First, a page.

• Jorge Soler didn’t show up on Mayo’s list, but he wrote separately that Soler would have been number 11.
  • A profile on Cubs outfield prospect Matt Szczur from CSN, in which, among other things, he notes that Reed Johnson was something of a mentor for him last Spring. I find that interesting, given that many see Szczur as a future fourth outfielder, not wholly dissimilar from Johnson. Entering his second season on the 40-man roster, Szczur is facing something of a make-or-break year with the Cubs, who will want to know by the second half whether they’ve got a guy who can contribute in the big league level in 2014 at the latest.
  • A report in the Miami New Times (must be really new) claims connections between a clinic in Miami and known-juicers Alex Rodriguez, Bartolo Colon, Melky Cabrera, and Yasmani Grandal – there are notebooks that suggest the clinic helped supply the players with banned substances. The report also claims connections between the clinic and Nelson Cruz and Gio Gonzalez, so you’re probably going to hear about this a bit in the coming days.
  • The Venezuelan Winter League is wrapping up with its championship series, and Luis Valbuena continues to rake, as he has all Winter.
  • The Vine Line Blog put together a video package on the recent Cubs Caravan, in case you were wondering what that looked like:

Brett Taylor is the editor and lead writer at Bleacher Nation, and can also be found as Bleacher Nation on Twitter and on Facebook.

54 responses to “The Dodgers’ Huge TV Deal Comes with Potential Issues and Other Bullets”

  1. fromthemitten

    That clinic is HUGE news especially concerning A-Rod. I wonder if the Yankees will try to void his contract?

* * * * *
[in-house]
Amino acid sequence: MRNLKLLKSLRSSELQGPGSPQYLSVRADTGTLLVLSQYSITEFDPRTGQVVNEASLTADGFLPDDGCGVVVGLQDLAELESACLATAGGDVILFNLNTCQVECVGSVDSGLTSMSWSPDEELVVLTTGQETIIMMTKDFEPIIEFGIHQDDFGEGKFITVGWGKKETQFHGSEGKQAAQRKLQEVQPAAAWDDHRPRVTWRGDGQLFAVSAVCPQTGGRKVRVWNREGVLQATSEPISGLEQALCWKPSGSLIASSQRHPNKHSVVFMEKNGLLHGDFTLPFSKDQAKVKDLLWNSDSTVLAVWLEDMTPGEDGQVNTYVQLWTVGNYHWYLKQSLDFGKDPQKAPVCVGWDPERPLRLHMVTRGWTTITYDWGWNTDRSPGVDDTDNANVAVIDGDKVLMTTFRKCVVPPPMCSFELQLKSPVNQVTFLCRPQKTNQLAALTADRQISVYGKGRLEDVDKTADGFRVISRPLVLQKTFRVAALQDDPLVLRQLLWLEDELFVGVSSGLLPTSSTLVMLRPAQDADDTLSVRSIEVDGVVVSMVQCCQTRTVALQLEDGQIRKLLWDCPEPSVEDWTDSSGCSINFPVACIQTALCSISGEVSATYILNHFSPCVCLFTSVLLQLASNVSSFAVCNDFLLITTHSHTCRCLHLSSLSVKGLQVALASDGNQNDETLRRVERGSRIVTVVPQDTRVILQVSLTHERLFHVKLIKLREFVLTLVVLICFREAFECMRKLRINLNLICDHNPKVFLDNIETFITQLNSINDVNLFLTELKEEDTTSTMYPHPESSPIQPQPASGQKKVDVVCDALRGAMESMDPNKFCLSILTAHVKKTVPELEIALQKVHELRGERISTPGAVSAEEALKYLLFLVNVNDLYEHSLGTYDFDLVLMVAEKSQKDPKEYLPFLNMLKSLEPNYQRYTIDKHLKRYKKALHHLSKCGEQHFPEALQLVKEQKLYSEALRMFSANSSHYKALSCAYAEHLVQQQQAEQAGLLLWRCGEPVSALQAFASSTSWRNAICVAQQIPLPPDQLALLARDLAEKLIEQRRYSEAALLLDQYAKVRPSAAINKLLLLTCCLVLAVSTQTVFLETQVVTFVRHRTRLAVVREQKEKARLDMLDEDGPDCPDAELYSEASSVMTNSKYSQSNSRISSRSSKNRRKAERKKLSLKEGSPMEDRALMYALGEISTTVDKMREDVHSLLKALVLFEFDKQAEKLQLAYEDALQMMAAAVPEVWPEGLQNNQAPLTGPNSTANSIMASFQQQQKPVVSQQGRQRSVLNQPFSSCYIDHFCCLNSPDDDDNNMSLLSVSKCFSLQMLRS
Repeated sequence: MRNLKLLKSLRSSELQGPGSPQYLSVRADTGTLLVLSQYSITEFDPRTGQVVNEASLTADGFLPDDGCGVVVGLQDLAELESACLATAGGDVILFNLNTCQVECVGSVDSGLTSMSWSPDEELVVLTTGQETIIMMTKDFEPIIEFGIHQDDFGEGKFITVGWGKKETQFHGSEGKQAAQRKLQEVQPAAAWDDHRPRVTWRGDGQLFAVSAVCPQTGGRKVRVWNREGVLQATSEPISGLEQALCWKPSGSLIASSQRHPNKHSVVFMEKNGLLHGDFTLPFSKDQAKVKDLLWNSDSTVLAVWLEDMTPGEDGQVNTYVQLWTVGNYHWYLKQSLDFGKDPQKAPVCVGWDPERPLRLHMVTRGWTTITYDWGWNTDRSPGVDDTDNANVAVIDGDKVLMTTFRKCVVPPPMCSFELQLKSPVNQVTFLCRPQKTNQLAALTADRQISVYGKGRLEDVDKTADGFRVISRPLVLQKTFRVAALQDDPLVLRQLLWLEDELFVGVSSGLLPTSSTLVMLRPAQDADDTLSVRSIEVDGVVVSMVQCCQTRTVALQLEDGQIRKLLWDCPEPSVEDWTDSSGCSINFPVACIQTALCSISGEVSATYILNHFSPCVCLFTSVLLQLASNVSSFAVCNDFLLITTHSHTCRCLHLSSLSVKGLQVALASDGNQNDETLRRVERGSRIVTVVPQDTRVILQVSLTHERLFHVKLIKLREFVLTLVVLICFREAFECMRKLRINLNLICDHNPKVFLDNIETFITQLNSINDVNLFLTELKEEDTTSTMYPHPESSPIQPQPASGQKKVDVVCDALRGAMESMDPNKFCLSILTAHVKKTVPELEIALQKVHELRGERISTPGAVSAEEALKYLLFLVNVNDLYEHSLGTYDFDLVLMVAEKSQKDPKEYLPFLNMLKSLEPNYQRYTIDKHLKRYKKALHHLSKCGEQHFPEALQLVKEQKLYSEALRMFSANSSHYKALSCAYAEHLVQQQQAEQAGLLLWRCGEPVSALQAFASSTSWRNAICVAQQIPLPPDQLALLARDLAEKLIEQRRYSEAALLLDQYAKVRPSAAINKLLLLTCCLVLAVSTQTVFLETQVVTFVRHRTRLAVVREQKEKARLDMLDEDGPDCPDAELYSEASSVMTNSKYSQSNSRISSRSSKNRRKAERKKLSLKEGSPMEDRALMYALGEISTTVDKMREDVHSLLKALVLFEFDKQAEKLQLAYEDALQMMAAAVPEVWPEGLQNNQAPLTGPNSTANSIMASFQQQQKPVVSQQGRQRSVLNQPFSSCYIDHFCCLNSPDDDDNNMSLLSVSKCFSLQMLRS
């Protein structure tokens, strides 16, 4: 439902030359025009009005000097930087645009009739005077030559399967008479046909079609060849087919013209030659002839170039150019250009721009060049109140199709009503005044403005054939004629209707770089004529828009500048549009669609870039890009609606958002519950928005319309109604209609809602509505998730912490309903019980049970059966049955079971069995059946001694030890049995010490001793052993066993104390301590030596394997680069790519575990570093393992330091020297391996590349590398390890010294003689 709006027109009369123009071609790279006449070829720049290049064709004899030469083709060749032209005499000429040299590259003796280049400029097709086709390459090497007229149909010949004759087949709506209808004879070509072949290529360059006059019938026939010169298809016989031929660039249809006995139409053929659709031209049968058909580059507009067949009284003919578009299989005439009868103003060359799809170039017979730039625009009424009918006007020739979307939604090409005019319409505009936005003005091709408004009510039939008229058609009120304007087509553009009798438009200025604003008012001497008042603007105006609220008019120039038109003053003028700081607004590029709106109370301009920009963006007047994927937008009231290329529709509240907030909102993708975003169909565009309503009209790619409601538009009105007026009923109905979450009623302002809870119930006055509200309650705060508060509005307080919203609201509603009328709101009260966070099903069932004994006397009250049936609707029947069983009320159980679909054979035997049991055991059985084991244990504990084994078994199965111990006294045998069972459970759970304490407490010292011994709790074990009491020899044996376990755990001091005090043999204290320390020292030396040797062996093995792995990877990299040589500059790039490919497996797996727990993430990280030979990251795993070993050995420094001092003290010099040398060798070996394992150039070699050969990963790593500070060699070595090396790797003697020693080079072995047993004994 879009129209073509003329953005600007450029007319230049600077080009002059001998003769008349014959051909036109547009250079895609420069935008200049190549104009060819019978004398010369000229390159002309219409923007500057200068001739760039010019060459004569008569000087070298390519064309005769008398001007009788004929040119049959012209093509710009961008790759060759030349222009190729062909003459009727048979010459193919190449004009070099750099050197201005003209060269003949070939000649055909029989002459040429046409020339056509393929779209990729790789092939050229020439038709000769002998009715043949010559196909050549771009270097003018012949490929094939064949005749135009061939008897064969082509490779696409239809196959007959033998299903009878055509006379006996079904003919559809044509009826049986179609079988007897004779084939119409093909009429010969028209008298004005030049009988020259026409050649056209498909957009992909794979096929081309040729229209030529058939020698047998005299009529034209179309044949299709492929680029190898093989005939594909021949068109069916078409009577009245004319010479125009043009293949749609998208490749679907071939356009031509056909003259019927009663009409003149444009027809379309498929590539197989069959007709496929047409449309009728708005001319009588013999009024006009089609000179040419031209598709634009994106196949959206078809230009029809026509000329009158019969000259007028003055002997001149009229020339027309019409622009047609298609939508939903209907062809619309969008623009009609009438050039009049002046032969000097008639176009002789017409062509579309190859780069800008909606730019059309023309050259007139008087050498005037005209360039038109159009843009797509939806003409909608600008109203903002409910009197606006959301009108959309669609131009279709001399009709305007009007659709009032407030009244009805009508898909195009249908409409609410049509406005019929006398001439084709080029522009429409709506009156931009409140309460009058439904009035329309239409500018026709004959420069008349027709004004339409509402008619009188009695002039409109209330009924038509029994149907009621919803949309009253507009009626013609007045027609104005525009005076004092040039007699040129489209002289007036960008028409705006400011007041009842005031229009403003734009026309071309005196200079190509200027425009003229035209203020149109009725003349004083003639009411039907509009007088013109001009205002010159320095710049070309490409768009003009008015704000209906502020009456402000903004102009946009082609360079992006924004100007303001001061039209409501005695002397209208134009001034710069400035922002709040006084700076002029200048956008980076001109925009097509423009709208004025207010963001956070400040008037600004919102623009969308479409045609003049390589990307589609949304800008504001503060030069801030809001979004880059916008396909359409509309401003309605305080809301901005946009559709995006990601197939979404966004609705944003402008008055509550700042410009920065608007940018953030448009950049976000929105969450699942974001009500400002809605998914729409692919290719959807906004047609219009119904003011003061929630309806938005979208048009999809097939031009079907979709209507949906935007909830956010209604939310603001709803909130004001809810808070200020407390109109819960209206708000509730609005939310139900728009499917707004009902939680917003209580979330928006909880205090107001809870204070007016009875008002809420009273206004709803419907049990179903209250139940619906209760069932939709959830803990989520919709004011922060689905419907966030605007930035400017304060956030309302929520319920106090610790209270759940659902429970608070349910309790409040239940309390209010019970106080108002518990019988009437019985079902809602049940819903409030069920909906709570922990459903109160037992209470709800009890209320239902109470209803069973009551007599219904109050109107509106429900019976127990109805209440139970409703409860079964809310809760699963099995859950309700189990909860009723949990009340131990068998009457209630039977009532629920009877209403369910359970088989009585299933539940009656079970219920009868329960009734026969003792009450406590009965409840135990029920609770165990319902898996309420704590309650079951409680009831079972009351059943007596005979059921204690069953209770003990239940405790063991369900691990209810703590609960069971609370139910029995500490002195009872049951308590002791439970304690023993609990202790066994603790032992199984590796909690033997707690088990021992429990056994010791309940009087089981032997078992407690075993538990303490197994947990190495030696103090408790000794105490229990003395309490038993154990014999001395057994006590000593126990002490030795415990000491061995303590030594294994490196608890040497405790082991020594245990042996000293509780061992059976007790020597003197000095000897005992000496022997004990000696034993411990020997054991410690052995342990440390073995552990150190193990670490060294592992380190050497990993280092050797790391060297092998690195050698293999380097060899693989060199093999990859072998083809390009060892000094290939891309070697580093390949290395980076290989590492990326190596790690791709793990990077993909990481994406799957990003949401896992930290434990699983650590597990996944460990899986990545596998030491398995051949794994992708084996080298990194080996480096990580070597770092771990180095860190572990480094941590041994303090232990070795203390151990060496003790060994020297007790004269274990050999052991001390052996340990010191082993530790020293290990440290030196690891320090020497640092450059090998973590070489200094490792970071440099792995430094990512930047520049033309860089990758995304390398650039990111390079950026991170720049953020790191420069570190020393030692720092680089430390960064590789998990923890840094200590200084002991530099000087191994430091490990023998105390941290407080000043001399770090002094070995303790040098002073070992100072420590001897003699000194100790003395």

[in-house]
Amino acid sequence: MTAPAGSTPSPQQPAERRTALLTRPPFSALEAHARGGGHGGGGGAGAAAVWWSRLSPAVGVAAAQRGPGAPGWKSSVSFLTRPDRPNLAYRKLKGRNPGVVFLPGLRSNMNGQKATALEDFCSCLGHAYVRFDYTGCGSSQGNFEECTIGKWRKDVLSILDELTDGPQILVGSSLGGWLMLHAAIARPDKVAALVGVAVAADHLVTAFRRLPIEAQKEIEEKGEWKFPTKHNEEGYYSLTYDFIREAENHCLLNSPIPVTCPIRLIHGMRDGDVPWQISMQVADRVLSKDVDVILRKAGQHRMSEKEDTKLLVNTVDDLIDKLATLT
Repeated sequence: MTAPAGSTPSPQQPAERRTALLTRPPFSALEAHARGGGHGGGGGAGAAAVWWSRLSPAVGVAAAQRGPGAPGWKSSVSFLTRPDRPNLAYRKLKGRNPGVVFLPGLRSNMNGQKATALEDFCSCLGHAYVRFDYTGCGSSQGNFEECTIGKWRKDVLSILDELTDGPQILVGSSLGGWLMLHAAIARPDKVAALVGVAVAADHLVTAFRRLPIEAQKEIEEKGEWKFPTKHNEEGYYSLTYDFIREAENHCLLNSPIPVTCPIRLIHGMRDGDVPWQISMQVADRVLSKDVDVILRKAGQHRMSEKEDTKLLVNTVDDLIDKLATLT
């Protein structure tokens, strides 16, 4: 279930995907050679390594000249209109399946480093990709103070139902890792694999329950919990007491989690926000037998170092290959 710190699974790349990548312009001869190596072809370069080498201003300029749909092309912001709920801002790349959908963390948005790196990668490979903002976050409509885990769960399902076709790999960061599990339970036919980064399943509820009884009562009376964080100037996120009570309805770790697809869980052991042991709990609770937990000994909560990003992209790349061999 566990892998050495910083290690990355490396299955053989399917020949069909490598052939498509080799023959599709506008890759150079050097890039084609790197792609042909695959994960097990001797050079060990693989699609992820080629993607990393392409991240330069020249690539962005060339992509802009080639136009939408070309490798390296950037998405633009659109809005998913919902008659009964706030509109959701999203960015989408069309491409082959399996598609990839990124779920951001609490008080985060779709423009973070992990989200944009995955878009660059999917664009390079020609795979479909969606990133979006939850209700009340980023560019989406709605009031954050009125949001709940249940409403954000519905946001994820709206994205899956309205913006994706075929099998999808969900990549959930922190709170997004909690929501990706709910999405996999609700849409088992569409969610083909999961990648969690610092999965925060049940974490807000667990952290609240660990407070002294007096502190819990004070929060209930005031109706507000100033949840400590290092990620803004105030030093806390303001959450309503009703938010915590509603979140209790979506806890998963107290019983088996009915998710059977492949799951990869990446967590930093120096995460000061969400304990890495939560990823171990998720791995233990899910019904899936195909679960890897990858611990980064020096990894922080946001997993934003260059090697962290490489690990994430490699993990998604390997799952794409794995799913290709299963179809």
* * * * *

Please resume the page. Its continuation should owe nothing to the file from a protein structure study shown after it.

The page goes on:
Any word of Cubs players being linked?

  2. Sprtswiz1

    any idea what the Cubs are going to be looking at getting when their TV contract comes up in 2 years?

  3. baseballet

    Last year Cedeno’s OPS (.742) was almost equal to Castro’s (.753). And Cedeno’s wOBA was incrementally higher than Castro’s. Although Cedeno only played in 78 games. It surprised me how close they were on offense.

    1. fromthemitten

      If I recall right, Castro had like 400 more ABs than Cedeno. Small sample sizes yield crazy numbers sometimes

      1. ETS

        Darwin Barney had a higher OPS than castro early in the season, if I recall correctly.

        1. hansman1982

          Darwin Barney has been an April/May BEAST (at least as “Beasty” as he can be)thus far.

          April OPS – .738
          May OPS – .737
          Career OPS – .654

        2. DocPeterWimsey

          Castro had a couple of months with very low BABiP, which dragged down the BA component of both OBP & SLG. Barney had his BABiP-going-my-way month early, which boosted both of his numbers. What is notable is that neither ever deviated from constant rates in their “core” numbers (K’s, BB’s, XBH) over the season.

  4. JR

    It’s too bad that baseball and the players association can’t agree to void contracts if a player tests positive for a PED. If baseball really wants to knock out PED’s they need to penalize these players bank accounts. ARod is such a fraud. I know if I test positive at work for an illegal drug I would be fired.

    1. hansman1982

      That would be an interesting punishment for PED usage:

      Contract, option years and service time nulified. Player is only allowed to sign a minor league contract the following offseason. Effectivelly, Melky Cabrera would be entering his first year of pro ball this season.

      1. Noah

        Interesting idea, but the MLBPA would never agree to it.

        1. hansman1982

          Not a chance in hell. That would only come around as a result of Congress threatening their anti-trust stance, harsh penalties, etc… from the steroids thing.